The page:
Bay Of Plenty DJ and proud father of three young lads, explains the reasons he committed to a 6 metre, 6 berth motorhome. And the Mighty Elf is a bewty!
I’ve traveled extensively both here and abroad so I’ve always had that desire to see what’s over the fence. NZ has some of the most diverse landscapes on the planet and most of them are usually less than a day’s drive away. Being dad to 3 young boys who are very active was really the thing that got me thinking about how do I find an affordable way to expand our adventures.
The mighty Elf was purchased just outside of Katikati in 2018. The previous owners were musicians who frequently traveled around NZ for different gigs. I needed something that would comfortably sleep all of us and provide enough home comforts to ensure that we were all accommodated and Dad didn’t have to sleep outside in a tent!
She’s a 1989 Isuzu Elf truck powered by a 3.6ltr diesel with a manual transmission and power steering. The body is a 1999 Australian manufactured Explorer around 6 mtrs long with dual wheels on the rear axle. One of the attractions was being able to drive it on a car license.
We have solar panels on the roof that feed back to the house batteries and obviously the option to connect to mains power as well as gas heating and hot water. There’s a 3-way fridge/freezer, 4 burner gas hob and full size oven. There’s also satellite TV with an internal DVD player. Movies are popular at night with the boys.
All the boys are avid skaters so we have done quite a few road trips around the Waikato, Coromandel, Bay of Plenty and Greater Auckland areas spending the day traveling from one skate park to another. We have traveled the Coromandel up as far as Waikawau Bay and we are regular visitors down to Ohope. I usually do the school pick up on a Friday and travel straight down to Ohope for 2 nights.
My partner Carleen and I recently traveled around the East Cape working our way from Gisborne up to the Cape then back through the Eastern bay and home. We chose a mixture of powered and unpowered sites along the way. This trip was definitely a highlight since owning the truck.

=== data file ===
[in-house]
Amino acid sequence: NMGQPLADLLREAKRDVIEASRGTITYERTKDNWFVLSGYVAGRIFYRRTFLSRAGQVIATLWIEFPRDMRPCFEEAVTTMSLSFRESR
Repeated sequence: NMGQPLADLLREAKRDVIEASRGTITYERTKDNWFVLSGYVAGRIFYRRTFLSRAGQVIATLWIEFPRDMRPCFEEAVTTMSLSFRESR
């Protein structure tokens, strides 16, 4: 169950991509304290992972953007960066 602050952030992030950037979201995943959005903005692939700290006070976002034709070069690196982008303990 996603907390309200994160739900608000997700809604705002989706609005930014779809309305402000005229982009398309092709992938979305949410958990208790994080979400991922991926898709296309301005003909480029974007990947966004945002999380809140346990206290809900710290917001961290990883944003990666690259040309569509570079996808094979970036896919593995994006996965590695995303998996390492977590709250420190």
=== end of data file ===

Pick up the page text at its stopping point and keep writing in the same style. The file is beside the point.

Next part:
I’ve managed to get away by myself surfing, mainly the Coromandel as well as traveling to one of NZ’s premier 3 day festivals twice. There is nothing better than coming back to the Elf after a hard days festival slog.
The truck so far hasn’t presented any limitations. There’s been the odd hiccup, running out of cold beverages, noisy neighbours etc… But the boys love it, every part of it. From choosing the destination to the actual drive and the adventures we have when we get to where we are going.
When there are just the 2 of us we have a table and armchairs in the main living area. When the boys are onboard I remove the table and chairs and put in bunks that fit into that space. They took awhile to find but the bunks fit perfectly and are easily removed. I had an inverter with 2 USB ports fitted in the cab; it is really handy for the multitude of devices that we end up with these days.
Also I was lucky enough that my Weber BBQ fit in one of the outside lockers so cooking outdoors under the awning adds to the camping experience.
Traveling with multiple surfboards when we are all onboard can be a challenge. I’m still searching for a rack solution, possibly a vertical rack on the rear of the truck.
Shaun’s 5 tips:
1. Don’t plan your trip too far ahead. Be flexible, not everywhere will work out. Enjoy the journey. There’s always another spot waiting to be discovered if your initial destination doesn’t work out.
2. Get to know your RV. Read the manuals, do your research it will pay off. Look after it and it will look after you.
3. Have a routine/checklist you follow before you leave your nice flat driveway, both internal and external.
4. Secure your awning… nothing worse than having it unfurl while your doing 90kms down the highway.
5. Make sure everyone knows how to empty the toilet cassette. It’s only fair.